“Orange is the color of November in Michigan. Not the soft orange of aspen or maple, for the leaves have already fallen. I mean the harsh fluorescent of blaze orange that glows along the county roads and in the little towns up north on the fifteenth of the month.”
John Mitchell, “The Hunt” (1979)
My first “Opening Day” was in 2002, shortly after relocating to the United States. I knew almost nothing about deer hunting in Michigan then and set with my back to a tree on same state land between Portage and US-131. I was cold and uncomfortable and never saw a deer, that day or that season.
Since that day I’ve hunted every opening day, shared them with different friends, had good ones and survived some terrible days under gale force winds and other misery, bagged seven or eight deer, and always had venison as the center of our Christmas dinner.
The one constant in all these years is that I still wear the same blaze orange vest and carry the same Remington 870 shotgun. I now wear Under Armor and learned to be tolerant of the cold, if not comfortable in it.
Over these years, I learned to enjoy the time afield a lot more. I accomplish a lot at a tree stand or ground blind, even if I never see a deer. There is time to read, think and reflect upon life in general and how blessed we are for being able to continue to do what we like. I think a lot about my father and other friends that are no longer with us. I look forward to the magical moment when a whitetail will float into view, ghostly silent, and offer itself to my insatiable desire for venison and fresh liver. During the day I anticipate making the call home to let my wife know that I have succeed in providing her and the children with another meal; even knowing that she does not eat venison or other game in general.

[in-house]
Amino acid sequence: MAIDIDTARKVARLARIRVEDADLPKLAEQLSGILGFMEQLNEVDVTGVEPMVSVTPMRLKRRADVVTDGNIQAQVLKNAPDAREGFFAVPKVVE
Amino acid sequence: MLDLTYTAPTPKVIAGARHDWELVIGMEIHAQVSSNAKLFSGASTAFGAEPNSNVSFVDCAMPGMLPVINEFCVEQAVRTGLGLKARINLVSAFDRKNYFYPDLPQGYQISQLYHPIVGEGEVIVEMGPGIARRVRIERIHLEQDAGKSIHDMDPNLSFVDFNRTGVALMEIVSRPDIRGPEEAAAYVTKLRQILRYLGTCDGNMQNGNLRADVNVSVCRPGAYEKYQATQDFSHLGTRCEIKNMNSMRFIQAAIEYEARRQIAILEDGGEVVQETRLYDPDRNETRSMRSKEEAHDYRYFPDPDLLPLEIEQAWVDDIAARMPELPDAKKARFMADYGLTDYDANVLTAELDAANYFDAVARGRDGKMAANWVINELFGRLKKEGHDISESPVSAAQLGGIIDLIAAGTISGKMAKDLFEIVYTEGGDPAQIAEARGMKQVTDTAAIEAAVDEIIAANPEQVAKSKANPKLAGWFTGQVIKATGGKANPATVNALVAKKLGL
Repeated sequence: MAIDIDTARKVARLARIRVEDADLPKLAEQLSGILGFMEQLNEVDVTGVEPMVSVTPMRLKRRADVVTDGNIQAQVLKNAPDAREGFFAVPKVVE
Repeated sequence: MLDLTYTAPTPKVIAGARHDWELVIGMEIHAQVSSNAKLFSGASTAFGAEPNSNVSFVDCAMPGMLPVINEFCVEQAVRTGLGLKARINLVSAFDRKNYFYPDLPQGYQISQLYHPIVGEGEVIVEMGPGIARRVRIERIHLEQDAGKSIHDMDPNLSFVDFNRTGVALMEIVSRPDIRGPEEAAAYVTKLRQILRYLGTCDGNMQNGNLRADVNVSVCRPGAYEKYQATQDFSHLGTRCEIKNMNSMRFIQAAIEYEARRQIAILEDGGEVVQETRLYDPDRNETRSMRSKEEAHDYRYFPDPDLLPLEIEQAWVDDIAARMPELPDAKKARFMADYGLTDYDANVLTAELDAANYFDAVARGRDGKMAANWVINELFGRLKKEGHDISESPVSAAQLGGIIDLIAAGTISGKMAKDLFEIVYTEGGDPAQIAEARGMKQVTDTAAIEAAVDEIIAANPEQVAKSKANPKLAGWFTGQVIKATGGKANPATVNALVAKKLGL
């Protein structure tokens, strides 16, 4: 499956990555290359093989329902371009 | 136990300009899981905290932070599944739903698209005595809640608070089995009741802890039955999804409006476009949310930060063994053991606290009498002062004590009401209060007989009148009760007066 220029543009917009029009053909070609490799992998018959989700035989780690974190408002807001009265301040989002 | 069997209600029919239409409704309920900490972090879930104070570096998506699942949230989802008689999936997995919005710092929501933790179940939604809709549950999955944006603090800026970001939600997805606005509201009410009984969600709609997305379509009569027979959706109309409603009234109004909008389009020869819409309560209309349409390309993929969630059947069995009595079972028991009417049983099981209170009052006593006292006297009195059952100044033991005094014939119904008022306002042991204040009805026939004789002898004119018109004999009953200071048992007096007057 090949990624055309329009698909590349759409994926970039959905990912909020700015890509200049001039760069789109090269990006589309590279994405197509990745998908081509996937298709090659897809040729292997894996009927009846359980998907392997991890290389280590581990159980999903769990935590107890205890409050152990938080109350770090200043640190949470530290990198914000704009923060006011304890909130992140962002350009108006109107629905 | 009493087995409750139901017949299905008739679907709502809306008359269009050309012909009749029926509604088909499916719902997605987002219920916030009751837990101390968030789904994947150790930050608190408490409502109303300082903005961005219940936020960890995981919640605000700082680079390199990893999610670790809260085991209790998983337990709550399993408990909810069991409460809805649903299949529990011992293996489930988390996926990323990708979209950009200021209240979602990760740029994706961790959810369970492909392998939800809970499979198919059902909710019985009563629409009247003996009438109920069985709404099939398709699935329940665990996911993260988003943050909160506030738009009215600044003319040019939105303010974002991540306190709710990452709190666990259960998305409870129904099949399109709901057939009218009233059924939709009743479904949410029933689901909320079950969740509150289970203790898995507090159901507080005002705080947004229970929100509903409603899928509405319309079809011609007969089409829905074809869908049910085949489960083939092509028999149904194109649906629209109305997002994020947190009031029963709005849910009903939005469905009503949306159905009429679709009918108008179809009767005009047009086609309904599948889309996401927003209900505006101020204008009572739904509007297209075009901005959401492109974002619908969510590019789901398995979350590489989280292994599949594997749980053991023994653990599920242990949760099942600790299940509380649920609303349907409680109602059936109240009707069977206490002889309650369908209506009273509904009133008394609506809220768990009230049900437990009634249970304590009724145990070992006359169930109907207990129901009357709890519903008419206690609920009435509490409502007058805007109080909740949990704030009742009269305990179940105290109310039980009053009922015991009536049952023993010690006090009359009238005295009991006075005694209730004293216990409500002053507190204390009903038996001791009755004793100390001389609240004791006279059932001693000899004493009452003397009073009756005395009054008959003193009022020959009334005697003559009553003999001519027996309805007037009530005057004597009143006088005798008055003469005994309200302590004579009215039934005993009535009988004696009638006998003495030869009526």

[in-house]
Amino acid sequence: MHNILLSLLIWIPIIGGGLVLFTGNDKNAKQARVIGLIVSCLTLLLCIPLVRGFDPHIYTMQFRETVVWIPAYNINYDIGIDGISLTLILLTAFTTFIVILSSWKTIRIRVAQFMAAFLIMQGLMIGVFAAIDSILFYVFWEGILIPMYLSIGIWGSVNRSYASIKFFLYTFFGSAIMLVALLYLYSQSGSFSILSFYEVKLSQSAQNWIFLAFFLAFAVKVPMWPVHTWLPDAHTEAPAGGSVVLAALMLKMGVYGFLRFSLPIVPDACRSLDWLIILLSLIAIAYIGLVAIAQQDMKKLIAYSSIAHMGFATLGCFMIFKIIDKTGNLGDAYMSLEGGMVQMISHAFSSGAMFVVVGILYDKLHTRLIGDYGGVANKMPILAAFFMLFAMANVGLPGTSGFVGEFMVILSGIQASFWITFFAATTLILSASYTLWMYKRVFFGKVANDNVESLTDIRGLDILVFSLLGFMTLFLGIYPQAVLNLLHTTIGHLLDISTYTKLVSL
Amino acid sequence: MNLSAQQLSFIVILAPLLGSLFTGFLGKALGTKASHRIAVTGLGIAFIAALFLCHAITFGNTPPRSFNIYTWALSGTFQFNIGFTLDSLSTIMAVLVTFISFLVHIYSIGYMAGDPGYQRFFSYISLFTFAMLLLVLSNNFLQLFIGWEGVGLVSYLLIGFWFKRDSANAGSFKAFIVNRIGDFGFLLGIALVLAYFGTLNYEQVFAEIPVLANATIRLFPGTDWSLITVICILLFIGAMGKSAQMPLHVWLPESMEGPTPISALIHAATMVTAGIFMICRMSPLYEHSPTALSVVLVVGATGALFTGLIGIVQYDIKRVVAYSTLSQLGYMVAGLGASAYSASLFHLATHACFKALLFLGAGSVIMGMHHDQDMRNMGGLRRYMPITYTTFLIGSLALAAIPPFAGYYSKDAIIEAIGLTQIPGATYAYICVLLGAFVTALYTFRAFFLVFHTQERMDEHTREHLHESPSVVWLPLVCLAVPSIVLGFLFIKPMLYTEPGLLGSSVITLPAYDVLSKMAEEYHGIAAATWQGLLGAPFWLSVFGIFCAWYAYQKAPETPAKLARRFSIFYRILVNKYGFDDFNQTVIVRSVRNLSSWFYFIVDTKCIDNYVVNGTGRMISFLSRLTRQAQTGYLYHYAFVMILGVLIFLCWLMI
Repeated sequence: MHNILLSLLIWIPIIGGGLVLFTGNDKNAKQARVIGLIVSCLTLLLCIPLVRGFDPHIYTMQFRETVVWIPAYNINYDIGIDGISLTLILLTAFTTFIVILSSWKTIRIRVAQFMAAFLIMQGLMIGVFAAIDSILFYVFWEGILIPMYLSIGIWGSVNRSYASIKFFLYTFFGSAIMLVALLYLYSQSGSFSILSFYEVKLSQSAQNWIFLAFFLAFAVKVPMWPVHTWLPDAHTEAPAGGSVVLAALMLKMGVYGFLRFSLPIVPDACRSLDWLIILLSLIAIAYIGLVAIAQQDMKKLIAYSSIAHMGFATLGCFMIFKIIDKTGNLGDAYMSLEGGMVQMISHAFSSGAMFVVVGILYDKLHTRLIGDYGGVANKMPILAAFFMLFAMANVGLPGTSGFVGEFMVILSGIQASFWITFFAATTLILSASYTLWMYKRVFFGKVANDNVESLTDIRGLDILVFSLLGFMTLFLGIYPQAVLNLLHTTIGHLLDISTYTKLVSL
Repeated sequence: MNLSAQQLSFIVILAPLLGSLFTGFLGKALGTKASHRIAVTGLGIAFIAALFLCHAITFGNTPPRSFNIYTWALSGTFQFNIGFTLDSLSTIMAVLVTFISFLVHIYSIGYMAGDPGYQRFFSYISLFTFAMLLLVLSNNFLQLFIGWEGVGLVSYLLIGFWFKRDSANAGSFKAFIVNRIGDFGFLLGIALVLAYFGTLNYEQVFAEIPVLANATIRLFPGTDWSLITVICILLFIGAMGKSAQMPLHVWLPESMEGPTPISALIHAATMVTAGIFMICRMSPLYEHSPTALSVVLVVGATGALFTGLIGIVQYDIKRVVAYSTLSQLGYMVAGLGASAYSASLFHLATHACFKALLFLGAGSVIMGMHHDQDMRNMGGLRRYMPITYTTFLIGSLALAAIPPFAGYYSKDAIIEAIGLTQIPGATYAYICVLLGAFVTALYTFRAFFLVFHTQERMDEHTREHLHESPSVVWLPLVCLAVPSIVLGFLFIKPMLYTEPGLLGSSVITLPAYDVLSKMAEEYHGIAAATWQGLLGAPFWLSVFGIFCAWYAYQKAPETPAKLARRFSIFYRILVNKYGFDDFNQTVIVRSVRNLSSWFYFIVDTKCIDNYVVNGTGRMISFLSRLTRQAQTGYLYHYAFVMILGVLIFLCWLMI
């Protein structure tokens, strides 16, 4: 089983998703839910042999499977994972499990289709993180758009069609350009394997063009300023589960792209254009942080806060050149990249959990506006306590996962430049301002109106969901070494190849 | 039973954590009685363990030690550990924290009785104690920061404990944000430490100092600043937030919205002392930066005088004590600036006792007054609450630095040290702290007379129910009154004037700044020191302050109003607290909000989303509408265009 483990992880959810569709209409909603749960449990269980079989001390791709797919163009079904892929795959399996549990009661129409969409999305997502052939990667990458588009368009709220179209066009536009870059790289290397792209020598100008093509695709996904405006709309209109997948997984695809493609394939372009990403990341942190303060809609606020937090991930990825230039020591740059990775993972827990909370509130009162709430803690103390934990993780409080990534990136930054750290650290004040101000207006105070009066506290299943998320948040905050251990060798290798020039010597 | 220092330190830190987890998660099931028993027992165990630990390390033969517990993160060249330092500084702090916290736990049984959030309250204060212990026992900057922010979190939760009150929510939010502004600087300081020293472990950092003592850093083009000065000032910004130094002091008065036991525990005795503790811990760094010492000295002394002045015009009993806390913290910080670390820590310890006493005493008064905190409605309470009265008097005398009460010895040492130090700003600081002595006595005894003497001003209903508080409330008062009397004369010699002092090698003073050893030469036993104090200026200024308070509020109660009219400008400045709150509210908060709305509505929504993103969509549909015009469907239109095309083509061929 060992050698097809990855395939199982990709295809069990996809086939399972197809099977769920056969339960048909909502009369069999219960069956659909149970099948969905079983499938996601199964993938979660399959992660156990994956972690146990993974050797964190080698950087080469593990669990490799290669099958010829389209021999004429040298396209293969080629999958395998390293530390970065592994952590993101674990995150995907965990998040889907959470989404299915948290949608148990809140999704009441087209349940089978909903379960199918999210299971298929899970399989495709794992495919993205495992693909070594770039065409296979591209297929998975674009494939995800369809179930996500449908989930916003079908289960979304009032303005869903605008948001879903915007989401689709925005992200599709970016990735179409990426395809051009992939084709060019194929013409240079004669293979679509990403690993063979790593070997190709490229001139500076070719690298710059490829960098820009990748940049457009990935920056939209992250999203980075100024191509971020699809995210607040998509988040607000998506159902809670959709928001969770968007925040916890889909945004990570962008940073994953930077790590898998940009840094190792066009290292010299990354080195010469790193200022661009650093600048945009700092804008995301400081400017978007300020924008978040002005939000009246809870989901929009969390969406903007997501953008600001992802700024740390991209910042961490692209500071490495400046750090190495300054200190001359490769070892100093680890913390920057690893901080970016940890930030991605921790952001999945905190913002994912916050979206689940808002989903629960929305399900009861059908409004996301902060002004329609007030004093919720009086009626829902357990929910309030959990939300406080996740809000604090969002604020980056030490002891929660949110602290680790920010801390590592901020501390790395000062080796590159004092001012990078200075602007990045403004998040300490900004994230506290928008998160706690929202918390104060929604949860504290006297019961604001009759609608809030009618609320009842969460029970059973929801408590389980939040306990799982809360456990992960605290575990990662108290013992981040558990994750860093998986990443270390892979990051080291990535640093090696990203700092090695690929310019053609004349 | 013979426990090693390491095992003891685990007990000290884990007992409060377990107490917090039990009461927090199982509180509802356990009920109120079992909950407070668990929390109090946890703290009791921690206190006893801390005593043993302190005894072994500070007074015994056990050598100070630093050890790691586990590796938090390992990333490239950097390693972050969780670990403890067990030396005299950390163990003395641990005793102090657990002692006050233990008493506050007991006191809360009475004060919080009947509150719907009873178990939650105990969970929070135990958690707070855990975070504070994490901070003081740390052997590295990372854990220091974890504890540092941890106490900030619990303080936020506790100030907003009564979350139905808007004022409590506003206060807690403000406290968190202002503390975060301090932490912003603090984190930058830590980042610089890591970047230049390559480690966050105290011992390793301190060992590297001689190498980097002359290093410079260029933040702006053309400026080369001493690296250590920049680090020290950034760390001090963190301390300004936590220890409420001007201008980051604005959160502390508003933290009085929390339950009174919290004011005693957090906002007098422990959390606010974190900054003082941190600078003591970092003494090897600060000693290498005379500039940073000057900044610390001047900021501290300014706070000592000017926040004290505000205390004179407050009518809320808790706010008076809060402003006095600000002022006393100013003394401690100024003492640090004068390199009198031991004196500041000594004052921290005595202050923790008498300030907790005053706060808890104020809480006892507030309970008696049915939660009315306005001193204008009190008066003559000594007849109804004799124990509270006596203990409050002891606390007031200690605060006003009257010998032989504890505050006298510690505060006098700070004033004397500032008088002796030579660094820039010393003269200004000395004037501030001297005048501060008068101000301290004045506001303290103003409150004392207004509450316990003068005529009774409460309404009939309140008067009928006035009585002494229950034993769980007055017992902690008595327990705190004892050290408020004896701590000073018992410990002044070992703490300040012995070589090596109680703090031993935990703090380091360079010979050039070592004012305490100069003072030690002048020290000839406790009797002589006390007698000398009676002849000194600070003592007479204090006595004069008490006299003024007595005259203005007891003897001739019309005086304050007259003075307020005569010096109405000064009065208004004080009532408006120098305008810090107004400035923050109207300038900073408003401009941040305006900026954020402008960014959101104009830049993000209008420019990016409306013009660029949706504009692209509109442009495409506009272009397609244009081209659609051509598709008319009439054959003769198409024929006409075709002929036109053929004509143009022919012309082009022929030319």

Today is different. I am working in Italy, several thousand miles away from my tree stand or one of Greg’s ground blinds. I will not be driving west on M-43, passing the small cafes and diners with large orange signs that simply say “HUNTERS WELCOME”. Greg and I will not be meeting in the dark by Kay’s old red barn, exchanging liverwurst sandwiches, walking in together past the “Small South Woods” tunnel and then splitting up, one going to the “Small Center Field” the other to the “Big North Woods”. I will not hear the morning fusillade, a truly “Twenty-one Gun Salute” to the great whitetail deer, and we won’t be chatting over the radios at lunch time complaining that there are no deer left in Southern Michigan. And at dusk we won’t walk out together, discussing the highlights of the day or if successful, dragging a buck or doe that gets bigger and heavier for each foot of way.
The fact that this was the first year that I killed a buck with bow and arrow in October, does in no way diminishes the importance of opening day. But I still feel privileged, and I will be in the woods before dawn next Saturday, the 19th.